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When Losses Are A Good Thing

 4 min read / 

During the recent election campaign, one heard about how President-Elect Trump has made use of the tax code to avoid federal income tax for up to 18 years. There was not much detail given: just a screen shot of a page in his tax return. There are many ways this could have been accomplished but, absent better information, any explanation is speculative.

The larger point is that losses are a good thing: making lemonade out of lemons. The tax codes in most jurisdictions allow expenses incurred in the production of business income to be deducted in arriving at taxable income. Wages and rent are great examples as is the cost of goods sold. Startup companies may incur expenses in excess of income for some time before eventually turning a profit.

The tax code considers it only fair to permit net losses from operations (NOLs) to be carried forward to a future period of profitability and then deducted (a recent article “Why Trump’s Proposed Tax Rate Reduction is Bad for Banks” discusses the idea of deferral of NOLs). At some point, however, the tax code says enough is enough, and the losses expire. For NOLs, that period is currently 20 years.

It is worth stating that if Donald Trump legitimately incurred $900m of NOLs, he was entitled to offset these losses to shelter future income. It may not have taken 18 years. If he had generated $900m of income in the following year, those NOLs would have been used up.

A Macroeconomic View Of Losses

In a report by the Inspector General of the Treasury, the reported NOLs carried forward for the tax year 2012 were $1.96trn. The losses arising from the Great Recession in 2007-2009 peaked in 2010 at $722bn. In discussing the context of NOLs, the report documents how the current tax policy can provide some economic stimulus to promote investment and risk taking and some economic relief during an economic downturn.

By allowing NOLs to be carried back (currently allowed for two years), the taxpayer is offered some relief during a downturn by allowing NOLs to be carried back to generate a tax refund that may help soften the blow when profits are down. By allowing NOLs to be carried forward, as in the example of startups mentioned above, the government in effect becomes a ‘partner’ in providing risk capital to businesses: forbearance from taxation when the business is growing and not generating profits and, when the business begins to generate profits, a ‘forgiveness’ from immediate taxation to allow the company to build some reserves.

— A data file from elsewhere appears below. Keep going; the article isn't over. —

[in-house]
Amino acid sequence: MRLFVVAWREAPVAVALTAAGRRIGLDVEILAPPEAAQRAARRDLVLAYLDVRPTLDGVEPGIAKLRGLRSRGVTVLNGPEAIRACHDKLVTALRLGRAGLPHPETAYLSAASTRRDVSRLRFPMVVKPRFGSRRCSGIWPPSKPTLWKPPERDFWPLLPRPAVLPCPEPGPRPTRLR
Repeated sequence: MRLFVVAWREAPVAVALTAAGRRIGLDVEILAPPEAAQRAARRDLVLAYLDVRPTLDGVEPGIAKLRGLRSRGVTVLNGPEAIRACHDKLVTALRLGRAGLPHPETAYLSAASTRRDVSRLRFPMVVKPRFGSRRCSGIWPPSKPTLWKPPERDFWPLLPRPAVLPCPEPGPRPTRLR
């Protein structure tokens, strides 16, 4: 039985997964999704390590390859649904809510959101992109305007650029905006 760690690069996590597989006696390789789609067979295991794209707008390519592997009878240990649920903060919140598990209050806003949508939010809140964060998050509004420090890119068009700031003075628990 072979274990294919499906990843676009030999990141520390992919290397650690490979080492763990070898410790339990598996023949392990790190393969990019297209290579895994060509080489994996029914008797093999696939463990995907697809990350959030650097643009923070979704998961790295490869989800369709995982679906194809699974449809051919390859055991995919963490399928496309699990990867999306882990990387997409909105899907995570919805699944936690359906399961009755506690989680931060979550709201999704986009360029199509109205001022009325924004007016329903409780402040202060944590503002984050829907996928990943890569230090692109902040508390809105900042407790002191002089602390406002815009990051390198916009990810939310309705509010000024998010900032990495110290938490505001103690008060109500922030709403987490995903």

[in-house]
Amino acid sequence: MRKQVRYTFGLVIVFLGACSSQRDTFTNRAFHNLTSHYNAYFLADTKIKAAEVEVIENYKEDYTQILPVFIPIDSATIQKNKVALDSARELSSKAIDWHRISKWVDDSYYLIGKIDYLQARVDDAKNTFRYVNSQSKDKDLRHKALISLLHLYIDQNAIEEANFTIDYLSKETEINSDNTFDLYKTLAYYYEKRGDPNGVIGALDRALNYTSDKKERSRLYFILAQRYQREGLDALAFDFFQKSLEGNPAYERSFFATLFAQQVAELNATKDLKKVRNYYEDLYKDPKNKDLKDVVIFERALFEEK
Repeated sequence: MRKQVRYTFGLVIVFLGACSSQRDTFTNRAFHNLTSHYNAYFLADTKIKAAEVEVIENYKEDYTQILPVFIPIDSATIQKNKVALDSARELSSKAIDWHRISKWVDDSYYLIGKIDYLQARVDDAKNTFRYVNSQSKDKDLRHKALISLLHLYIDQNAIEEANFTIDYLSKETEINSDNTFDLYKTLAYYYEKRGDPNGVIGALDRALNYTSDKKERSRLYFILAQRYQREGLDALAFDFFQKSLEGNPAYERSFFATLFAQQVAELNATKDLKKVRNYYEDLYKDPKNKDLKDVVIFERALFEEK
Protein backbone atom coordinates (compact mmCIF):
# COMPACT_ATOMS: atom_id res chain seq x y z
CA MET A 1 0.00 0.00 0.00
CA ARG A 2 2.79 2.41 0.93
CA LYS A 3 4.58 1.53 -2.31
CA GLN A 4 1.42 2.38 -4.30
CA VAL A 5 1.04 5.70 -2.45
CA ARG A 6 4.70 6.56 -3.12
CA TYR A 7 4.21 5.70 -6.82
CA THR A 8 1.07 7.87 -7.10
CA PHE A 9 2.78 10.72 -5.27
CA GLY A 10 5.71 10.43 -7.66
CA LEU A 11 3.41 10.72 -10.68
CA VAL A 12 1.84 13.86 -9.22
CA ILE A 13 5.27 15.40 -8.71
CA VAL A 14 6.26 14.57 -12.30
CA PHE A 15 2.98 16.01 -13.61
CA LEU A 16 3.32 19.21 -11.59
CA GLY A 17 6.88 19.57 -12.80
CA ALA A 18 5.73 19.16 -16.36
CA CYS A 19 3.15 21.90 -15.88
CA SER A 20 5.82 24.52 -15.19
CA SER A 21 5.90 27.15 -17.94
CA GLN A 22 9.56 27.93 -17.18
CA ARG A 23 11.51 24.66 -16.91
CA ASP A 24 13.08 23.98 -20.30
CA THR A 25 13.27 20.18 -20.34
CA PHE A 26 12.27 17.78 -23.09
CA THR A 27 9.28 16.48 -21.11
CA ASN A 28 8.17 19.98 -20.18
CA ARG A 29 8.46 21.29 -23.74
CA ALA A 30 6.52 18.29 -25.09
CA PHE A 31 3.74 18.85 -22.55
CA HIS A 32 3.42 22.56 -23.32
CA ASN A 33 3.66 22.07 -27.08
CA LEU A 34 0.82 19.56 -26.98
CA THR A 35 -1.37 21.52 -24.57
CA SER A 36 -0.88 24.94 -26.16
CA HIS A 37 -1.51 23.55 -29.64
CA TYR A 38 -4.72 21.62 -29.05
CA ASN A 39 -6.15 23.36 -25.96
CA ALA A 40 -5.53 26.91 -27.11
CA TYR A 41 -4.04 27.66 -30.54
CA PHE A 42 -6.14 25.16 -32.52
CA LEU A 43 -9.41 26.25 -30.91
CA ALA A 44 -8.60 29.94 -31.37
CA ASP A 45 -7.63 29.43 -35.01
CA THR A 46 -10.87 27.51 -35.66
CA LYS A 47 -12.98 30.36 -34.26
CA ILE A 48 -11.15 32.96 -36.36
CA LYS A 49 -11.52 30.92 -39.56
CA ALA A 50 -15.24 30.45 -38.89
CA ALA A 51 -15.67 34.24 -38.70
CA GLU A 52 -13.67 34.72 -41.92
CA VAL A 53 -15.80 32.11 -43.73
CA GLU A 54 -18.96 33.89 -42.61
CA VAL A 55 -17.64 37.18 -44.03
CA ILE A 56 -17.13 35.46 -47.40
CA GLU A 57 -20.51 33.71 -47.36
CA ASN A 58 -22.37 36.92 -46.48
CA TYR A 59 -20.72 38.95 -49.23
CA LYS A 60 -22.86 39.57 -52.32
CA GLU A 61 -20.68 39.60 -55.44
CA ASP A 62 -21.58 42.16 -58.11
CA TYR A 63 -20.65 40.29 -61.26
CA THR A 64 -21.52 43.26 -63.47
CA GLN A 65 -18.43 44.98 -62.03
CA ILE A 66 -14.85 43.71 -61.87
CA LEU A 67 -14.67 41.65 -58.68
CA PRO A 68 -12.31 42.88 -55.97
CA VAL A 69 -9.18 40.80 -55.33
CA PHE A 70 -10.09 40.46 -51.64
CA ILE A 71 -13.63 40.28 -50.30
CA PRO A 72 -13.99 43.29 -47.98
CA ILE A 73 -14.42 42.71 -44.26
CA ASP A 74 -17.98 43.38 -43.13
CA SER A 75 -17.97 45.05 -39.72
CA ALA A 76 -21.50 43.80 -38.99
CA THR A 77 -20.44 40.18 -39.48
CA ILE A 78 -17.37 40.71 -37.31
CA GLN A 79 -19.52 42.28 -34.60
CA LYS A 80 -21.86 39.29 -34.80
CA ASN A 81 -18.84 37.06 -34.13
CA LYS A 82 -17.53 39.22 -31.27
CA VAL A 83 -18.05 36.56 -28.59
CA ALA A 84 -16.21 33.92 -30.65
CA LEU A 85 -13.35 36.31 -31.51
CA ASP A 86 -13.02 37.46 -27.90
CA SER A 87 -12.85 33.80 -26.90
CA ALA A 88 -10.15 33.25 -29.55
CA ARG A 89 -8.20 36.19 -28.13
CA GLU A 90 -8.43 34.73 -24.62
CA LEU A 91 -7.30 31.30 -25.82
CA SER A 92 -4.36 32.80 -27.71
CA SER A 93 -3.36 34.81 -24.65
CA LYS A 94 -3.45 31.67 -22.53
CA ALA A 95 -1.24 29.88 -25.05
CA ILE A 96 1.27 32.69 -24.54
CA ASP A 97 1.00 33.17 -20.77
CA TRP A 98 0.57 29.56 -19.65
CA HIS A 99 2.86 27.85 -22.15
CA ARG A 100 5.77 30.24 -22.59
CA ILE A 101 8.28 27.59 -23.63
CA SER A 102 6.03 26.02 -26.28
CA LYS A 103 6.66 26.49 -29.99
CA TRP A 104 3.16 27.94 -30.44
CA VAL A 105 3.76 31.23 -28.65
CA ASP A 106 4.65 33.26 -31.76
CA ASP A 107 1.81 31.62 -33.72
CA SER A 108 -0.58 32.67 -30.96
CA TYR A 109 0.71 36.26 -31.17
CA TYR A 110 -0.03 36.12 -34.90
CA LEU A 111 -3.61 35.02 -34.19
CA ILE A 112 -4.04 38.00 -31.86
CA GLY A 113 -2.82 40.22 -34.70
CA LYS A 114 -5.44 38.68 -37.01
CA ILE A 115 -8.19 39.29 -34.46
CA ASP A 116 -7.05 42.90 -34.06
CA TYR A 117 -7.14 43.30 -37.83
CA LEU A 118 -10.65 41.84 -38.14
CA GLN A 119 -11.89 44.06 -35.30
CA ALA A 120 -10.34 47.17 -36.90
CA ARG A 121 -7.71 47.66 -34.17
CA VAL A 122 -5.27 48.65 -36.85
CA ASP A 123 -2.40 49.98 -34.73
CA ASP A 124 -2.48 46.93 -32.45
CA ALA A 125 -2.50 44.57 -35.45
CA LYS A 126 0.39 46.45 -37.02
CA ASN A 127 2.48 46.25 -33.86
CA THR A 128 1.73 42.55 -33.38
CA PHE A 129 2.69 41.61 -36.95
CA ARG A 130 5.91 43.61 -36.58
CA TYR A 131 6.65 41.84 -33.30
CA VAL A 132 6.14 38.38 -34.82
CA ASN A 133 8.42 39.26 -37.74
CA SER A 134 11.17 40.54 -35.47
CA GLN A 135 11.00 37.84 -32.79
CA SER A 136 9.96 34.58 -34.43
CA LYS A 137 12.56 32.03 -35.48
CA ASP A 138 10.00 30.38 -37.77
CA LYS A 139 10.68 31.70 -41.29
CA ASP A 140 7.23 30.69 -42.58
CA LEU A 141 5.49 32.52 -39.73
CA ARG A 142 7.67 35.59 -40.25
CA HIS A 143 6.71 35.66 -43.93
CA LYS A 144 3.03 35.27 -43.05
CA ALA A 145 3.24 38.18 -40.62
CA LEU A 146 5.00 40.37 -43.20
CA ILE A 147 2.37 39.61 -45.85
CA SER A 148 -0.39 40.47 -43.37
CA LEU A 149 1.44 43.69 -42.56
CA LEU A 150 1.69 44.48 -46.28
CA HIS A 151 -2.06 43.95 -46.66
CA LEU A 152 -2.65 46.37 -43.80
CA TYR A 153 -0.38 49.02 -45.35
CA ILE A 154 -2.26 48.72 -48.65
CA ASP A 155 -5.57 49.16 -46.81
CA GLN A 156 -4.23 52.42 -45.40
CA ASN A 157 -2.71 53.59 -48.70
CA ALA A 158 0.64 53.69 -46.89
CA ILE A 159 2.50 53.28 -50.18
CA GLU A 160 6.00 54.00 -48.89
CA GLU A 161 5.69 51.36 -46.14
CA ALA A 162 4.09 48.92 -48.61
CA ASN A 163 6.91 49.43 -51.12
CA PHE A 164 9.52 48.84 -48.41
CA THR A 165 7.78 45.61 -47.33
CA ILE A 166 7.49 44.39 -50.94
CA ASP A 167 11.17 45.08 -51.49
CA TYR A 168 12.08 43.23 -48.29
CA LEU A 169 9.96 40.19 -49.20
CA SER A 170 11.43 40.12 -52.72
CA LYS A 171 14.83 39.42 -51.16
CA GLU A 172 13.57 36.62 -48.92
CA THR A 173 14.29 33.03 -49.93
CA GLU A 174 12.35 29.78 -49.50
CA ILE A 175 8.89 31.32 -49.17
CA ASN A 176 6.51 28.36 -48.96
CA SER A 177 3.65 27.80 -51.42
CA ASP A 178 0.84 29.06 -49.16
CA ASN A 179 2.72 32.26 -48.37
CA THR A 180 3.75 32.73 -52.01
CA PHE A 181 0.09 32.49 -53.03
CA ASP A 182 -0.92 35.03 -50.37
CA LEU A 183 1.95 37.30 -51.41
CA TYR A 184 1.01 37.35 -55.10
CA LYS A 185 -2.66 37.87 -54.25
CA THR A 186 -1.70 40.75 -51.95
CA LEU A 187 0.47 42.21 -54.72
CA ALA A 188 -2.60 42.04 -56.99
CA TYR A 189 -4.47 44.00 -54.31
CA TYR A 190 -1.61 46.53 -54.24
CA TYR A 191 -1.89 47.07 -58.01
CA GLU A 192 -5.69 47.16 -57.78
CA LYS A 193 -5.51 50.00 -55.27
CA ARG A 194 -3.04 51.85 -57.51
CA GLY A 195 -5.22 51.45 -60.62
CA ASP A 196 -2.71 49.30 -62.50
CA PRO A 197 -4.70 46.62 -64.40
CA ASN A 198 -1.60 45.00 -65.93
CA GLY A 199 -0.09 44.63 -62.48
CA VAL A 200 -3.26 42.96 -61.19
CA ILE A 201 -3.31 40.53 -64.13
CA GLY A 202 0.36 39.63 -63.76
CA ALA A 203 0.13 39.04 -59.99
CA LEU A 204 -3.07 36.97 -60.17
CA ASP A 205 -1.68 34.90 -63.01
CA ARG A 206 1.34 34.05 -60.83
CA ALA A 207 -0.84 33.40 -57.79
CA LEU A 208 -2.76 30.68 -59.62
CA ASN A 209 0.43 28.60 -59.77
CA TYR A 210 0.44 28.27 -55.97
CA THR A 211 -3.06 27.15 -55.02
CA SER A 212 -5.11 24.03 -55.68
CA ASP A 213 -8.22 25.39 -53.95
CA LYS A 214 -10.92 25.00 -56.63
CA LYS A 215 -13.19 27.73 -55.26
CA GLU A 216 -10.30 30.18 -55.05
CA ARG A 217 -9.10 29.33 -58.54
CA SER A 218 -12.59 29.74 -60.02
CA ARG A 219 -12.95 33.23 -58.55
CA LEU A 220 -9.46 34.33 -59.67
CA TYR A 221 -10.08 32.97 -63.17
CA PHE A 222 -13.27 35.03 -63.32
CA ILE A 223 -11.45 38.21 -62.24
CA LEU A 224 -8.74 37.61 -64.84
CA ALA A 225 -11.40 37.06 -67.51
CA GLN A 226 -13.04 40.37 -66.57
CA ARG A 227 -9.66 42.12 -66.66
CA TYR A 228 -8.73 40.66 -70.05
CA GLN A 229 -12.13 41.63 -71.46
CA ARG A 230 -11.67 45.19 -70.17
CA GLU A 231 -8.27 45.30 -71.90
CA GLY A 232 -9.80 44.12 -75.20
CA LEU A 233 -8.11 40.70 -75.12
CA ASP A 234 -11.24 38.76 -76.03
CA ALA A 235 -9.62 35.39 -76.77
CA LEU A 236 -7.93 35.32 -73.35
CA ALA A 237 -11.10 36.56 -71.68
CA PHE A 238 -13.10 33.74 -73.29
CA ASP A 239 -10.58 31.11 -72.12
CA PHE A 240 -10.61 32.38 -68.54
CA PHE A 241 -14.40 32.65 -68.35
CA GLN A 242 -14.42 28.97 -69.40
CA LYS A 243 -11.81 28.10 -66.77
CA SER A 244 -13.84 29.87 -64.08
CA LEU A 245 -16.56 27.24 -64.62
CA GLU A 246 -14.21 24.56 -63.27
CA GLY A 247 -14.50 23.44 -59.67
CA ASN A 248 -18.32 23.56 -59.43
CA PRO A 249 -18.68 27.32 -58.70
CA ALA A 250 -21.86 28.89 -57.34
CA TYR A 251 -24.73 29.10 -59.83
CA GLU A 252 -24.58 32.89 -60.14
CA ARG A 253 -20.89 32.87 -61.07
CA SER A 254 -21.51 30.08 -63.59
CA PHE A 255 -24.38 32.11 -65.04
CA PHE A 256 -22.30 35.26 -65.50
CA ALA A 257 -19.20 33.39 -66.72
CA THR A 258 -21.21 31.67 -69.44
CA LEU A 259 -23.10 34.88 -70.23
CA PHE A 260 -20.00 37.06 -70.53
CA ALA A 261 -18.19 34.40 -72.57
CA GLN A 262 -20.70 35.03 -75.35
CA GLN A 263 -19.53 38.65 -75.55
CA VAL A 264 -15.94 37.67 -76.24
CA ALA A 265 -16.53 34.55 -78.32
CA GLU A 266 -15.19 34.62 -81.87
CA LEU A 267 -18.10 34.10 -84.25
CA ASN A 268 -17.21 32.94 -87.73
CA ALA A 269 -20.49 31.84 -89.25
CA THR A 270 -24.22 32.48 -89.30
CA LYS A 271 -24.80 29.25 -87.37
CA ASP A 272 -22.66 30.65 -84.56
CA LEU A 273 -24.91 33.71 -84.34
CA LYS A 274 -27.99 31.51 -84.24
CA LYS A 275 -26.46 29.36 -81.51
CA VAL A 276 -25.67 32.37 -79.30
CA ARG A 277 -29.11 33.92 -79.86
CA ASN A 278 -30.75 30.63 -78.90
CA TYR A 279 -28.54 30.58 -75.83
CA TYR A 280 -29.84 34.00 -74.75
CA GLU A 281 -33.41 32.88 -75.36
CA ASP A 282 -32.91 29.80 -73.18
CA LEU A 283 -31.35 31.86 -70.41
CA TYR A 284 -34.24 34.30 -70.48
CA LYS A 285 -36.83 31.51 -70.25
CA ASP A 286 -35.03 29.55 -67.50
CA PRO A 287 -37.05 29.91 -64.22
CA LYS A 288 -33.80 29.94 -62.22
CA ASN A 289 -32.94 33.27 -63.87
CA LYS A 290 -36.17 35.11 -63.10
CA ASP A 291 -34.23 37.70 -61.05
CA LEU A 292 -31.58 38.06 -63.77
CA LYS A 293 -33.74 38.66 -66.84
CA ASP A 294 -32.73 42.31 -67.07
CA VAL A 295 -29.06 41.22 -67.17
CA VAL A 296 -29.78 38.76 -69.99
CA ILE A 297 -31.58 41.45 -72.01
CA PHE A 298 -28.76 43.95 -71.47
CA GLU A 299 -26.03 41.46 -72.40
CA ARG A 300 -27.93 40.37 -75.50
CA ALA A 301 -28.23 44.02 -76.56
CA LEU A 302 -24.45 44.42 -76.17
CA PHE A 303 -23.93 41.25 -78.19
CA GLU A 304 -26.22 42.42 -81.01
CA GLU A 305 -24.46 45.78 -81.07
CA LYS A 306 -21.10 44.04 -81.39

All good and many countries do the same thing. It makes sense.

Potential For Abuse

The report also notes that there is the potential for abuse. There are many forms this could take: duplication of losses by careful structuring or manufacturing losses ‘from thin air’ by use of clever schemes exploiting the rules. Not a lot to argue about here. The grey area, however, is where the government discusses the potential for shifting losses between companies where one company believes that its losses may expire before it uses them and therefore enters into a transaction with another company that is profitable.

The government does not like this and constrains it in some very obvious ways. It makes it difficult for profitable companies to buy companies that have no assets other than their NOLs. It is possible that many NOLs can expire before utilisation. This is not a good thing.

Lemonade Vs Wasted Lemons

If total taxable income in an economy is seen as a measure of the productive economic behaviour of corporate taxpayers, and the government is anticipating taking a share of this in the form of taxation, then creating tax policy that causes NOLs to expire unused is not productive.

If the $1.96trn of NOLs referenced above expired unused, the government would have taxed $1.96trn more income than had actually been productively produced in the economy. That is not good tax policy.

A Better Way

Administration of NOL carry-forwards is costly and time-consuming both for the government and the taxpayer. A more efficient approach would be to allow taxpayers to trade their NOLs on an exchange. The market would clear quickly.

Those with losses which they thought they would never use could receive an upfront cash benefit and decide whether they wanted to remain in business or return the money to their shareholders. Those with profits could determine what price made sense to pay for the tax shelter and move forward without uncertainty regarding whether or not the NOLs would be challenged.

What do you say, Mr Trump?

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